Embezzlement is a Selfish Crime…

I was speaking somewhere a couple of months ago, and this phrase popped into my mind. I jotted it down and resolved to discuss it in a future newsletter column.
Embezzlers fall into two categories; there are those who steal from necessity, and others who steal, not because they need to, but because they want to.  I recognize that there is some inherent subjectivity between these two, but for most embezzlers the delineation is pretty clear.  We did an examination a few years back where someone was embezzling, and then they won several million dollars in the State Lottery.  What did they do next?  They continued embezzling!  Clearly this was being done to address an emotional (as opposed to a financial) need.
When I speak with dentists about embezzlement, many of them have the feeling that certain attributes of them or their practices make them more or less “prone” to embezzlement.  For example, many doctors believe that there is some correlation between how well team members are paid and their propensity to embezzle.  Our research doesn’t support this, and in fact points to a slight negative correlation; in other words, better-paid employees are slightly more likely to embezzle. (We have debated the explanations internally; personally I think that doctors with well-paid employees tend to believe that they have bought immunity against embezzlement and are therefore less vigilant).
However, what I’ll tell you about embezzlers is that, regardless of whether they are stealing out of need or greed, they are very consumed by their own problems.  They spend a lot of time thinking about how to steal (and how to cover it up), and their own needs.  They spend almost no time thinking about you, their victim, and the swath of financial and emotional destruction that their actions create.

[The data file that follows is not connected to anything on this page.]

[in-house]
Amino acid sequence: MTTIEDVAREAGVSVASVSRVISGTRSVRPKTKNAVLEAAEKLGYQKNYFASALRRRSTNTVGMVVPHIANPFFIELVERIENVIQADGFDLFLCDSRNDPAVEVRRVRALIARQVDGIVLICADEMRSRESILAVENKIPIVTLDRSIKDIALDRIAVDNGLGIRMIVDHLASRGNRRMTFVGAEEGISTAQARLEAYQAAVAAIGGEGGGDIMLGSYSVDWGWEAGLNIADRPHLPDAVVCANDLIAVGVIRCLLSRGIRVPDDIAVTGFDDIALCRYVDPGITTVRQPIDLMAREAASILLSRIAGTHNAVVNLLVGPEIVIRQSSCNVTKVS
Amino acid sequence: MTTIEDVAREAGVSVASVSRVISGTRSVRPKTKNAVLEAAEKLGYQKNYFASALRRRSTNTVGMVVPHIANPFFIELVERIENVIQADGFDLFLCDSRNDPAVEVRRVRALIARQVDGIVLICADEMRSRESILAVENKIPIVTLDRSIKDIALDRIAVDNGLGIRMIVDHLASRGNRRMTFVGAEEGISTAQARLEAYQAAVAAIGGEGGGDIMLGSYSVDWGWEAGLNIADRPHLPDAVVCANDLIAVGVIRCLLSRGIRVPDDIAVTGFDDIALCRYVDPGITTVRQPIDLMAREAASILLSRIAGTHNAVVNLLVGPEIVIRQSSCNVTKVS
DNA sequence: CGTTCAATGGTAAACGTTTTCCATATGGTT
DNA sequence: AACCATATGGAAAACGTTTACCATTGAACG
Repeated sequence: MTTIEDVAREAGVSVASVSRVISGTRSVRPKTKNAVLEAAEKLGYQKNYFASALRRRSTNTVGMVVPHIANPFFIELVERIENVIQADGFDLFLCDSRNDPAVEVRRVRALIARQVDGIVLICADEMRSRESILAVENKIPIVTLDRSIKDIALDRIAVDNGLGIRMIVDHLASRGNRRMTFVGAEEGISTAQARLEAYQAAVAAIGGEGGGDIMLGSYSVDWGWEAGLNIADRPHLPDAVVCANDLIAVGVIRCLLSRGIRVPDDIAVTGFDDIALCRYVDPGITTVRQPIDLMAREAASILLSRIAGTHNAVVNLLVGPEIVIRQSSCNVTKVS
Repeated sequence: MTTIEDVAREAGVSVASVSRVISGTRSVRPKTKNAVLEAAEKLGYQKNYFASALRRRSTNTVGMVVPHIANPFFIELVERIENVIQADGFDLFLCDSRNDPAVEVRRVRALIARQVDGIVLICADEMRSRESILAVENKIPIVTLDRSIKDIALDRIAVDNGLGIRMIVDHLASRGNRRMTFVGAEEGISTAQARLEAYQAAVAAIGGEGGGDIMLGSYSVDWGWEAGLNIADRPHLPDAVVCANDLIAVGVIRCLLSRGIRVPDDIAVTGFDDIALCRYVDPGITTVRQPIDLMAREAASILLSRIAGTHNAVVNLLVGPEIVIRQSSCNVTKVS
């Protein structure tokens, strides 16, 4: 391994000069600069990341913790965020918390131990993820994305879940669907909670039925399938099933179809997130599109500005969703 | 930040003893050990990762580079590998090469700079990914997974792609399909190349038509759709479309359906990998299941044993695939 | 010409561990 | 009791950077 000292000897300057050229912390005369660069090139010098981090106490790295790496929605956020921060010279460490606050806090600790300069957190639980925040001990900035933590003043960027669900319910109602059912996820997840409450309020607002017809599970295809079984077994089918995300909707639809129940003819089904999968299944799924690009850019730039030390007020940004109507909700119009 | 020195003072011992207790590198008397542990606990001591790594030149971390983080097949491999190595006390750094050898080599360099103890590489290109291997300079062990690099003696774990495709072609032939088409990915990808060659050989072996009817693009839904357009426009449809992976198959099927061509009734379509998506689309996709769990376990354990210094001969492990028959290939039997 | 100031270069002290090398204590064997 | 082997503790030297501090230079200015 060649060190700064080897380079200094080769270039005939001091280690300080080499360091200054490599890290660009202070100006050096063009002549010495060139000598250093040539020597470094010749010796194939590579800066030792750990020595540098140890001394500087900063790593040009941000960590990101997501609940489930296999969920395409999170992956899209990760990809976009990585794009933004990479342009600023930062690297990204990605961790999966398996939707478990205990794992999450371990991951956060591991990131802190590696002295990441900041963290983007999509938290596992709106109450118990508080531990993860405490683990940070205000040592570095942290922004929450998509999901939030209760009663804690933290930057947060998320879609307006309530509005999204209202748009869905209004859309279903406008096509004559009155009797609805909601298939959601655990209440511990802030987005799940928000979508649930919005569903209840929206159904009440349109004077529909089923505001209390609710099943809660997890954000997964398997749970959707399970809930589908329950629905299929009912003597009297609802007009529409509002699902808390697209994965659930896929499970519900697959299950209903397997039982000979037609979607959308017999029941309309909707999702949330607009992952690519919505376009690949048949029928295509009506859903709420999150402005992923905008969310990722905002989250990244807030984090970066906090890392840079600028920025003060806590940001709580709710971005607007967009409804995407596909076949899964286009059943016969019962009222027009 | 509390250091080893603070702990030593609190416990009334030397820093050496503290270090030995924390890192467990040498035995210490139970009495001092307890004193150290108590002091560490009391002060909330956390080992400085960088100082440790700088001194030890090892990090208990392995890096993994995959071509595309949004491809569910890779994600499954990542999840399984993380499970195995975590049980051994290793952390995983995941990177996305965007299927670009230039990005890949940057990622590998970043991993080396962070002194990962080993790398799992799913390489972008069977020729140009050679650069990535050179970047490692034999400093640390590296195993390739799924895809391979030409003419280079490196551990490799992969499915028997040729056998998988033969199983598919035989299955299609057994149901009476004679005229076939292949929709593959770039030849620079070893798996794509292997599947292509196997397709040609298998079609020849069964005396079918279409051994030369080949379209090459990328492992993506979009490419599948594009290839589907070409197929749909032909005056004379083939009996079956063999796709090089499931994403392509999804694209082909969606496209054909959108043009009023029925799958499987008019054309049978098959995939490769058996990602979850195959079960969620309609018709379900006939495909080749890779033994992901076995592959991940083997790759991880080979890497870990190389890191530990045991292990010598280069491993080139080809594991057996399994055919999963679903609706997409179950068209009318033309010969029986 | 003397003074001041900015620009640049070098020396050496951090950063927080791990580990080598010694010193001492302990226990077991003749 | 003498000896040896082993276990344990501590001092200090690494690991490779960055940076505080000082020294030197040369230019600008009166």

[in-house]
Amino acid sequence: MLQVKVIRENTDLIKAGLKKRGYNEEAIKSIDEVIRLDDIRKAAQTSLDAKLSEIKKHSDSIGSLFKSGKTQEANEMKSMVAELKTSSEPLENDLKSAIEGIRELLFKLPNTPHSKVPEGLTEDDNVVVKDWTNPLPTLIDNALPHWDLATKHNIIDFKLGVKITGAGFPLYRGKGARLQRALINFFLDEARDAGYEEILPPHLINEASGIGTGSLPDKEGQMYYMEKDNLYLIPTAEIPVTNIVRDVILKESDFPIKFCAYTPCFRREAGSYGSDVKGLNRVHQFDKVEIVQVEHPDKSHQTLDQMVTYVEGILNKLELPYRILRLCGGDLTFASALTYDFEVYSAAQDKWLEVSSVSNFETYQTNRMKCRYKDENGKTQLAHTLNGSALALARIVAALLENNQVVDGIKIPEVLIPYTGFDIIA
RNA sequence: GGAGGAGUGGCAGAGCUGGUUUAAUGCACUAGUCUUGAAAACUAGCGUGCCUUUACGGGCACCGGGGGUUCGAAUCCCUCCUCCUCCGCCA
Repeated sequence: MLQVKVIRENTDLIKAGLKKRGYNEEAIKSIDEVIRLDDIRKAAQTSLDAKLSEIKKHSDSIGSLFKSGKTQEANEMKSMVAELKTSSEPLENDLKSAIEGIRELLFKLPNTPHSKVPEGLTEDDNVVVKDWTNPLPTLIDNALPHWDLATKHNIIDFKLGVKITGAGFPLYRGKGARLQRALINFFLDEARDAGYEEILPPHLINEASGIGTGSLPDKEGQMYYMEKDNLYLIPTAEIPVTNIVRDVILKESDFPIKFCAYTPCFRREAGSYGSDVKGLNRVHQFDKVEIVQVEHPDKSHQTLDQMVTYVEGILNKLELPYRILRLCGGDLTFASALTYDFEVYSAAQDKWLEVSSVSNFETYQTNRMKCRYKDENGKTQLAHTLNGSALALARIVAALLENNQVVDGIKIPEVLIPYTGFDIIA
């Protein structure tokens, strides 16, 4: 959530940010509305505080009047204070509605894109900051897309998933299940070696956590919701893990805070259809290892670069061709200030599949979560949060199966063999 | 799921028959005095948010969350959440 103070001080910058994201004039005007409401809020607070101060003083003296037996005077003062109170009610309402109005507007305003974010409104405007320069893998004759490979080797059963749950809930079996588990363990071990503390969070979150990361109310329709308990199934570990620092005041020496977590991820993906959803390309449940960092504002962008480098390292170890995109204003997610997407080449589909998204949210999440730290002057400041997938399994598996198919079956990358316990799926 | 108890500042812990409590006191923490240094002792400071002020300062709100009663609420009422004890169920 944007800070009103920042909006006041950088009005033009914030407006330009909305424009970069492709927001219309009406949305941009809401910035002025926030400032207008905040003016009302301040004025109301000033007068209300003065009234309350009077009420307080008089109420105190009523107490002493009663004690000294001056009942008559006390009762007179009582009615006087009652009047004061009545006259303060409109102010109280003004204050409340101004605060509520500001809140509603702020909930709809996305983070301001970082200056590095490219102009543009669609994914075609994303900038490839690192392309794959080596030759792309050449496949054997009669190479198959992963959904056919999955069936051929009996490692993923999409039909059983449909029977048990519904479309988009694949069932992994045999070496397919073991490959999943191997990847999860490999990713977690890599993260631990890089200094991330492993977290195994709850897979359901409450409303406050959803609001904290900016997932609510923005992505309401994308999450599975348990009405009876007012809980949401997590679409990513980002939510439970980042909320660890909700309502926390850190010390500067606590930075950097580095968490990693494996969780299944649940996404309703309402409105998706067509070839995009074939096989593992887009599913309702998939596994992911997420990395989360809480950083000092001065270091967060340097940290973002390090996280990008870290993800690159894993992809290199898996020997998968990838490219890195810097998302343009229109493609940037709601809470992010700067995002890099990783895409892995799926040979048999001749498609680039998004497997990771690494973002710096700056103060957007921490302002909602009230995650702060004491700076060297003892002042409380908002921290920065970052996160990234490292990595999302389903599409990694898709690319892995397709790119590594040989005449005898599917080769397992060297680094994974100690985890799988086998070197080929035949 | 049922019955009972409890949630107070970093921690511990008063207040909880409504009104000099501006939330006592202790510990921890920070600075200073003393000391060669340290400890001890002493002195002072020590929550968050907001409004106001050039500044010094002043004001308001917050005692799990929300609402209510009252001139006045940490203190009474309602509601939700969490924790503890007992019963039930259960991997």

We are dealing with employees who are powerfully motivated to steal and would do so in whatever situation the found themselves.  For this reason, I don’t accept the widely-held belief that some doctors or practices are “embezzlement magnets”, and I view victims as essentially selected at random.
Does this mean that you are powerless against embezzlement?  Absolutely not.  there are a few things you can do:
1.  Hire carefully.  Most dentists despise the hiring process — understandable, but it shouldn’t push you into taking short cuts.  Once fired at one office, embezzlers are remarkably successful at getting hired at another office.  Last month’s newsletter had an article on avoiding hiring mistakes.  If you missed this article, you can check it out here.
2.  Systematically watch employee behavior.  The one constant of embezzling employees is that they act in a predictable way.  Thieves don’t want to take vacation, resist your hiring of consultants, guard their duties and work space carefully, conspicuously point to their own honesty, and so on. Our Embezzlement Risk Assessment Questionnaire (which is on sale this month in our online store) provides a systematic way to assess and classify employee behavior.  I’d recommend a look — that questionnaire has helped many practice owners realize that they had an embezzlement issue.